JUDY WOODRUFF: And why has this happened now? After years of arguing, why now?

SHERMAN KATZ: Well, the United States is engaged in global trade negotiations under what's called the Doha Round. Doha is the capital of Qatar. And this is where, two months after 9/11, the 150 members of the World Trade Organization declared that trade barriers should be lower and that we should pay particular attention to developing countries.

The subtext unspoken was that terrorism comes in part from unemployed young people and we need to do a better job of bringing them into the global deal. And the president of the United States wants to negotiate in this global trade round with the assurance to our trade partners that he will get a yes-or-no vote from Congress.

This is so-called fast-track authority. That authority will expire June 30th. From time to time, the Congress gives the president this authority for limited periods.

JUDY WOODRUFF: Why is that authority so important to this president and other presidents?

SHERMAN KATZ: Because the Congress of the United States looks out very carefully for the individual interest of its constituencies. And when trade agreements come along, the tendency always is for Congress to say, "Well, we've got to change this to protect the beef industry or the lumber or the oil industry," but under this fast-track authority, Congress agrees, "We'll only vote yes or no."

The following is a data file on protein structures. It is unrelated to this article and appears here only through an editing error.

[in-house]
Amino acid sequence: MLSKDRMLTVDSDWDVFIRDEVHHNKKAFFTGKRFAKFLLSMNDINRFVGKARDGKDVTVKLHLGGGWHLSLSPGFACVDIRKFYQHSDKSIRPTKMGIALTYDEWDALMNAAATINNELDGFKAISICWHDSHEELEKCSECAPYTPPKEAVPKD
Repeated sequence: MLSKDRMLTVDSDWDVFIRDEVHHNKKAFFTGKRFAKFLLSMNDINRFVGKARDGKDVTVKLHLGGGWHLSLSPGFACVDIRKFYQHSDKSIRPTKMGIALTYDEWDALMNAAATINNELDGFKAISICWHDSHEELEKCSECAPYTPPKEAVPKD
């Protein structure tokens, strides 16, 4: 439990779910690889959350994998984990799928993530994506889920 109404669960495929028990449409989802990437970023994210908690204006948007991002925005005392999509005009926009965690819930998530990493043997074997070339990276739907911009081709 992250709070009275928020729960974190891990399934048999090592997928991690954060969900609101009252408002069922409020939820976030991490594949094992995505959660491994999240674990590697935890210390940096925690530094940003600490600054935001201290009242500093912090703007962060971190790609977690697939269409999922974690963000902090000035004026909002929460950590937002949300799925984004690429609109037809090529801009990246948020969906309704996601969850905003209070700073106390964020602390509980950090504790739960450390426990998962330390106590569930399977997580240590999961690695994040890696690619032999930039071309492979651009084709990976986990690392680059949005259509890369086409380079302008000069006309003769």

And that makes it easier for other countries to negotiate with us, understanding that the opportunity for change of the deal is more limited.

Trust between Congress, White House

Sherman Katz
Carnegie Endowment for Int. Peace
I'm not a Pollyanna, but I think, by and large, there are many winners.

JUDY WOODRUFF: So this agreement that was announced yesterday, you're saying, opens the door to that taking place in a few months?

SHERMAN KATZ: We hope so. It doesn't necessarily follow, because one has to keep in mind that these provisions on labor and environment are not now part of the global trade negotiation, but they have established much more trust between Congress and the administration that we can work together on global trade problems. And the hope is that this will pave the way toward Congress agreeing to a further extension of fast track.

JUDY WOODRUFF: Quickly, any losers in all this?

SHERMAN KATZ: I really don't think so. I'm not a Pollyanna, but I think, by and large, there are many winners. I think the pharmaceutical industry may look carefully at what's going to happen in their area, but I think, by and large, it's a win-win.

JUDY WOODRUFF: Sherman Katz, good to have you with us, thank you.

SHERMAN KATZ: Thank you very much.